Was it because I married a bibliophile who reads novels of fiction faster than me? Nope. I read my hobby-related magazines and books on astronomy, geology and gardening. It was more to the fact that my youngest daughter (well, both daughters) read, following in my wife’s footsteps. Eventually I was forced to endure a nine-hour trip from Honolulu to Atlanta in complete silence as all three bought the seventh Harry Potter book pre-ordered at a bookstore in Waikiki to be picked up as we headed to the airport. I decided that it must be a good book. When I got home, I picked up a dog-eared, worn copy of the first book in the bookshelf at the end of the hall. I was hooked.

After that series was history, I read other books in my wife’s, daughter’s and father’s collections. Authors included John Grisham, Frank Herbert, C.S. Lewis, Tom Clancy, Phillip Pullman, Christopher Paolini, Dan Brown, Michael Creighton, and others. And yes, I read Tolkien! Horror, mystery and romance aren’t my thing.

I observed a style that permeated all those books – the use of vocabulary, the way it flowed from the page into the mind, and all the sudden – “it” resonated within me. When I borrowed Eragon from my daughter and discovered it was a page-turner – I could hardly put it down. Written by a teenager? If Christopher Paolini could write successfully, why not me? After all, I told myself at that time, “I have been getting stuff published for thirty years!”

Is The Dragon in My Back Yard your first attempt at writing science fiction / fantasy?

No. It’s actually manuscript number seven. I started with a mainstream sci-fi story called Sfere. It involves a teenage girl on Earth’s first mission to another star system with a habitable planet. She makes contact in her dreams with something sapient in deep space. I was nearly at page 80 when the idea for another novel hit me like a splash of hot water. As well it should – I was in the shower! After I dried off and put on my pajamas, I rushed down to the computer and wrote the first several pages. More than two years and over a half million words later, Earth Heart was written. It’s a five-book series currently unpublished. A couple of years later The Dragon in My Back Yard came along.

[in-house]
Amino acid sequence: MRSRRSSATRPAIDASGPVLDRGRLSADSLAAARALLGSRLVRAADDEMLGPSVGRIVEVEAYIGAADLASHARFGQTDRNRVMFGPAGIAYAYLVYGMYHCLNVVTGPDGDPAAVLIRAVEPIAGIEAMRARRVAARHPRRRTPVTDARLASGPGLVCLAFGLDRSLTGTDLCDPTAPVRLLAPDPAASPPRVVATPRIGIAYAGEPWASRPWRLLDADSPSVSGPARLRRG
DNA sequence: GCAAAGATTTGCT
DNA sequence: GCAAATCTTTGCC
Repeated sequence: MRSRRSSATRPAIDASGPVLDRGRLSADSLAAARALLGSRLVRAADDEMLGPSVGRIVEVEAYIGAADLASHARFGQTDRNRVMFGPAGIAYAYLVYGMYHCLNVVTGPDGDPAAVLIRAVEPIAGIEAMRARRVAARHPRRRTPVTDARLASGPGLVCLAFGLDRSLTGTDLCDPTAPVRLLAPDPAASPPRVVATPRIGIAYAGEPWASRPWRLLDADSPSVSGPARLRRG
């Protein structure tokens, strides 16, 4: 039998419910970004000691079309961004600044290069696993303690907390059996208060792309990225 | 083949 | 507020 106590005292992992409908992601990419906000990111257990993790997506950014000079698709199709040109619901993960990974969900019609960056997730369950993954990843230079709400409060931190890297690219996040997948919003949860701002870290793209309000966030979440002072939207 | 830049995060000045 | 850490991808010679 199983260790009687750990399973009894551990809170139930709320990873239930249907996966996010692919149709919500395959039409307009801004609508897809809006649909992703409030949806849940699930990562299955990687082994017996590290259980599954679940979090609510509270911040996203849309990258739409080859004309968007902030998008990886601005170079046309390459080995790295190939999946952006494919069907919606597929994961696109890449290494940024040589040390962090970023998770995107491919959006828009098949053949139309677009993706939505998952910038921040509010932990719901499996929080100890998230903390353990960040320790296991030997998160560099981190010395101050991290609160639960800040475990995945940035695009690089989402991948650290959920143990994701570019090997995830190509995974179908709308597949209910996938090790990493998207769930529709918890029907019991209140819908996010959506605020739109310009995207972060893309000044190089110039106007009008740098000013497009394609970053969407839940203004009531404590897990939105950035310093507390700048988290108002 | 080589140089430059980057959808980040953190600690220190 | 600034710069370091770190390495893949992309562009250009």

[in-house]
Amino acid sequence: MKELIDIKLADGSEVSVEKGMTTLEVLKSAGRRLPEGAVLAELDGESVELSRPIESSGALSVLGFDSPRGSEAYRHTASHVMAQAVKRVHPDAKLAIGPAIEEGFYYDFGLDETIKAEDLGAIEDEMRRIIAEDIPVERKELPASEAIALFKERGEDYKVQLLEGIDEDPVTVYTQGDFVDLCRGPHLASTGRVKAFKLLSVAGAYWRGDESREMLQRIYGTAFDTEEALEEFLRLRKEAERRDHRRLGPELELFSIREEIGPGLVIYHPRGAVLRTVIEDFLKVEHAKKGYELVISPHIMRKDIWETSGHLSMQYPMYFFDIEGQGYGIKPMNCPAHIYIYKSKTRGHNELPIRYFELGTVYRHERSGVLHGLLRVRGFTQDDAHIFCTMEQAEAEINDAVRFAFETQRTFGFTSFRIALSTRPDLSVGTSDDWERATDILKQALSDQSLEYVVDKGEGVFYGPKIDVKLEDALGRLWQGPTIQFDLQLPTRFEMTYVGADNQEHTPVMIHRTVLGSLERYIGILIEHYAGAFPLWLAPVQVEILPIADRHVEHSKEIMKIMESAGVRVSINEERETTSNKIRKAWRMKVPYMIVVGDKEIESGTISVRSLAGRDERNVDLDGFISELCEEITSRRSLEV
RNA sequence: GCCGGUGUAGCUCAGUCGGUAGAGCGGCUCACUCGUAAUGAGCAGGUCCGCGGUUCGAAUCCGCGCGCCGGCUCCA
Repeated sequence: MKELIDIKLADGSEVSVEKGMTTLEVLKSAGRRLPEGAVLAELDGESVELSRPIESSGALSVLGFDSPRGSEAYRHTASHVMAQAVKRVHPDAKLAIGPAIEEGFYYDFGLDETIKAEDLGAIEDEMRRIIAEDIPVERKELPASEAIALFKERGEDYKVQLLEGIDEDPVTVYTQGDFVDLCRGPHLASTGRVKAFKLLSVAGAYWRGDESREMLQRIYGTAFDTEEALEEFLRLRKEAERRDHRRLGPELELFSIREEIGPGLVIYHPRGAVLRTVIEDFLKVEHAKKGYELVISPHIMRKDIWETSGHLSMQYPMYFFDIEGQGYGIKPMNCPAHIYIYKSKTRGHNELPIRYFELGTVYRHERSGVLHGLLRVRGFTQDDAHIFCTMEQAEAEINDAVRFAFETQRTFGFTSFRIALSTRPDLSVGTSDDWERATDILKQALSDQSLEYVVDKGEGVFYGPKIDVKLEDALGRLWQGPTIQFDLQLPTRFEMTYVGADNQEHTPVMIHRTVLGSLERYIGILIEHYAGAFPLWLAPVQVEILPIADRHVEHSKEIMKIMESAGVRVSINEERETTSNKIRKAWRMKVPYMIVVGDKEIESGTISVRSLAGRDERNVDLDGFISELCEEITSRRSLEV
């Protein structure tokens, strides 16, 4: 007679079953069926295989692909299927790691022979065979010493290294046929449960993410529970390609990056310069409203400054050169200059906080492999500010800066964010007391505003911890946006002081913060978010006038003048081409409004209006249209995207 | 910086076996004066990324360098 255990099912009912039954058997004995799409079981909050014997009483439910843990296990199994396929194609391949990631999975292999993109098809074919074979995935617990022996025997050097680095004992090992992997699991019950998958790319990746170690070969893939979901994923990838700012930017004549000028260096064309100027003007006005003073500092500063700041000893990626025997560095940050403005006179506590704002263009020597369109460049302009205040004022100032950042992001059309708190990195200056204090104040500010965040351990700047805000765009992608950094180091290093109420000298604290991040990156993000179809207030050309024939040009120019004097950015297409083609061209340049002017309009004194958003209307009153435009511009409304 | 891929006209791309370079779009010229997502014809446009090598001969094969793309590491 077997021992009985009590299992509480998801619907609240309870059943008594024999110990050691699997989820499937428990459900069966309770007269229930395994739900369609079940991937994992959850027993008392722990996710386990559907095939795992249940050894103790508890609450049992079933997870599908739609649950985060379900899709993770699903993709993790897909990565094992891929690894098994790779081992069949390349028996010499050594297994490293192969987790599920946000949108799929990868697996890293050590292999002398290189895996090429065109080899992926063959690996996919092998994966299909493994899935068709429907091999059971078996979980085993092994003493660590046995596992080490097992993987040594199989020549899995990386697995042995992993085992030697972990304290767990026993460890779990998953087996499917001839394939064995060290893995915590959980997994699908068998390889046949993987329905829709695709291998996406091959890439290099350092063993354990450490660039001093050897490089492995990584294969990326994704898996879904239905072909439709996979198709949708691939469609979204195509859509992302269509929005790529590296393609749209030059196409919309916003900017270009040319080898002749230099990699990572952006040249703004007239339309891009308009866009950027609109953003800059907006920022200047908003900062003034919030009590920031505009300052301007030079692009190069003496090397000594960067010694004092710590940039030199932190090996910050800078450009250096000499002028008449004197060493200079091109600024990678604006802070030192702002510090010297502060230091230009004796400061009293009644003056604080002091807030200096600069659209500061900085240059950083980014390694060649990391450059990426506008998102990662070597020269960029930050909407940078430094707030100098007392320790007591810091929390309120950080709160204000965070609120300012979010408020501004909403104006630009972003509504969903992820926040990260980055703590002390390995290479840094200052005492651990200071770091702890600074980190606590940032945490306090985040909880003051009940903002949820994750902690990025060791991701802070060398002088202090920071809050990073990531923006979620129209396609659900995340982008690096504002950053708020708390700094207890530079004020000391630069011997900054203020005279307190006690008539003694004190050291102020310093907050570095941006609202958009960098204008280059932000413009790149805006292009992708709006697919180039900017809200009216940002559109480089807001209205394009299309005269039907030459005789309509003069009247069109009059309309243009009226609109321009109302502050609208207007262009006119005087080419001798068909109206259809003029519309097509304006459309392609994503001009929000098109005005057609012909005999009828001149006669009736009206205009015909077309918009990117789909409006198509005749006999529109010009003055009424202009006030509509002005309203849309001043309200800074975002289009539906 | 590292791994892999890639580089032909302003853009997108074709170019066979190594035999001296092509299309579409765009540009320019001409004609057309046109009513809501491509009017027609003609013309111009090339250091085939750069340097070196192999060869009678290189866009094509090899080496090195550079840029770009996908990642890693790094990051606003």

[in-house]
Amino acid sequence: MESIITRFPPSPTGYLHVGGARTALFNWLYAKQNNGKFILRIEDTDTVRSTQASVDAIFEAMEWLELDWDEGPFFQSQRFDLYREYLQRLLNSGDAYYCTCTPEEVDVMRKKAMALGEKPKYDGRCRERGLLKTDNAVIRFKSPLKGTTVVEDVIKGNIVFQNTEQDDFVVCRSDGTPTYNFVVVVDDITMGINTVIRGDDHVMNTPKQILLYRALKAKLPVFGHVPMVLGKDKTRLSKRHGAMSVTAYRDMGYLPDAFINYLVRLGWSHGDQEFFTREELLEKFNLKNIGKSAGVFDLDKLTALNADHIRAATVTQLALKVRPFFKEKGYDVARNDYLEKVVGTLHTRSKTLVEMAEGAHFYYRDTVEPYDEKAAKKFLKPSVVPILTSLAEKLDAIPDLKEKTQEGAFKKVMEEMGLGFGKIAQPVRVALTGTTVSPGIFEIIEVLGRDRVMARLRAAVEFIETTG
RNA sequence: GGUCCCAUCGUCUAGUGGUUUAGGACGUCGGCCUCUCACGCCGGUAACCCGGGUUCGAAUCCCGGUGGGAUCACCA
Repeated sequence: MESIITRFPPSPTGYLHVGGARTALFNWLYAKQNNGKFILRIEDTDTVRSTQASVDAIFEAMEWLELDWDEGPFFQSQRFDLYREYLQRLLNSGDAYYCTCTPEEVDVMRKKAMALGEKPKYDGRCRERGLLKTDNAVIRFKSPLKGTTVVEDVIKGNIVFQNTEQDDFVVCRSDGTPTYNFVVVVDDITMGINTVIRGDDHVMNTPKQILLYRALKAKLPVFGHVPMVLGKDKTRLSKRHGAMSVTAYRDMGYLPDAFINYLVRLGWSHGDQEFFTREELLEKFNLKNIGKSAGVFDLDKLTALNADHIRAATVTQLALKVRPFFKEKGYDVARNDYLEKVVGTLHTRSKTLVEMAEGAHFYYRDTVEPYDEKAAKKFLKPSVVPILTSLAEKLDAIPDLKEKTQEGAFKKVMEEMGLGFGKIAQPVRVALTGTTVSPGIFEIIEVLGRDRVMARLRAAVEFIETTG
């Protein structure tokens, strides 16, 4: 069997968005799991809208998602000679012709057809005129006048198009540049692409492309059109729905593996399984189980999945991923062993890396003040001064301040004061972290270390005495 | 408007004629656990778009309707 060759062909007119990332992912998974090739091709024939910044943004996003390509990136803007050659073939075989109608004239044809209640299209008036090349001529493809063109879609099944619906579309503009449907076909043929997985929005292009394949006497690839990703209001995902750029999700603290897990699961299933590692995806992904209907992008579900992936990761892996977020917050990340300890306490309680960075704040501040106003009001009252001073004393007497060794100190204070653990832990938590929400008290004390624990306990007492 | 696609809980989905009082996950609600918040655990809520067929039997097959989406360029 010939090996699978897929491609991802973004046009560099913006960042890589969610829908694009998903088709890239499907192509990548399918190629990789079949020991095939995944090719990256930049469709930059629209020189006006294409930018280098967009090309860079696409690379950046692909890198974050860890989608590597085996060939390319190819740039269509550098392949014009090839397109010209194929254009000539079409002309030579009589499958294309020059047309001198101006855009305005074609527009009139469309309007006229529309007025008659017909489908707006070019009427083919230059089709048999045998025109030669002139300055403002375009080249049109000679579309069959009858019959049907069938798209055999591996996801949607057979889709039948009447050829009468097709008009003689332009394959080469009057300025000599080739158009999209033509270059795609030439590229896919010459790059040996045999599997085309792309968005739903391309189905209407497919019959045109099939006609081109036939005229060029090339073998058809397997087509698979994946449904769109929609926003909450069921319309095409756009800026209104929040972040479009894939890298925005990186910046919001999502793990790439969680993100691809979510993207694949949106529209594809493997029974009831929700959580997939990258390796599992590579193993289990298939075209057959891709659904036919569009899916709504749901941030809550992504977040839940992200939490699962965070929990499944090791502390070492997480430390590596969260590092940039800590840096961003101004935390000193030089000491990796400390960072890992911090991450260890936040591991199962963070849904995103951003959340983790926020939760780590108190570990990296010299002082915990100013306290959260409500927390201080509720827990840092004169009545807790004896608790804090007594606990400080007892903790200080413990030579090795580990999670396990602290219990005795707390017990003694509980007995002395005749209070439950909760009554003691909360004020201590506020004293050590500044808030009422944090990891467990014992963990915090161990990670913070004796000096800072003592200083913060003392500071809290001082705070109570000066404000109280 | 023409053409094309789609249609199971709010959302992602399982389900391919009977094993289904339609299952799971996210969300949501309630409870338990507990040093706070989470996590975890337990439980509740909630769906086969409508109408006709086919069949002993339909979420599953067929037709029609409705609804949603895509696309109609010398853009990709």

Do you know how a story is going to end before you start?

In vague terms, yes, but I don’t hold myself to it. Sometimes I will write the last chapter or two, but don’t have any qualms about tossing it out if the story mutates in a different direction before I reach the final chapters. Sometimes I will write an “orphan” chapter and then find a way to incorporate it in the story.

Do you create an outline to follow?

For The Dragon in My Backyard, yes. It was shorter story with a simpler plot. That makes outlining much easier.

However, most of the time, no. The story writes itself. That is, I let the characters develop. While I have some specific activities in mind, the story may go in an unanticipated direction. I come up with some ideas after lying down to go to sleep or in the shower. These times I’m not making a conscious effort to think about the story. A notebook nearby is essential.

For Sfere, kind of… I have a partial outline but have filled in areas in-between leading to unexpected adventures, such as a hidden forest that evolved on its own after the “makers” abandoned it, with “planimals” – part plant part animal (oh, how they mature will be so much fun to read)! What can I say? I love word combinations when they can be put to constructive use. This manuscript is 80% complete.

How often do I suffer writers block?

It is not so much not knowing where the story might go, but as a part-time writer, finding the time to work on it. My imagination is – and has always been – very active. If I have a difficulty in one area, I will write a later chapter or re-read a section of the book to think about where it is going.

What about editing?

My brain works much faster than my fingers on the keyboard. As a result, I make plenty of typos. One of my most consistent is writing “his” as “is.” I needed as many people as possible to read one or more chapters at time. Early on, family and friends read and edited typos and when something wasn’t clear. My dad read the entirety of Earth Heart as he tutored the child next door to sharpen his reading skills. According to his mom and my dad, it worked!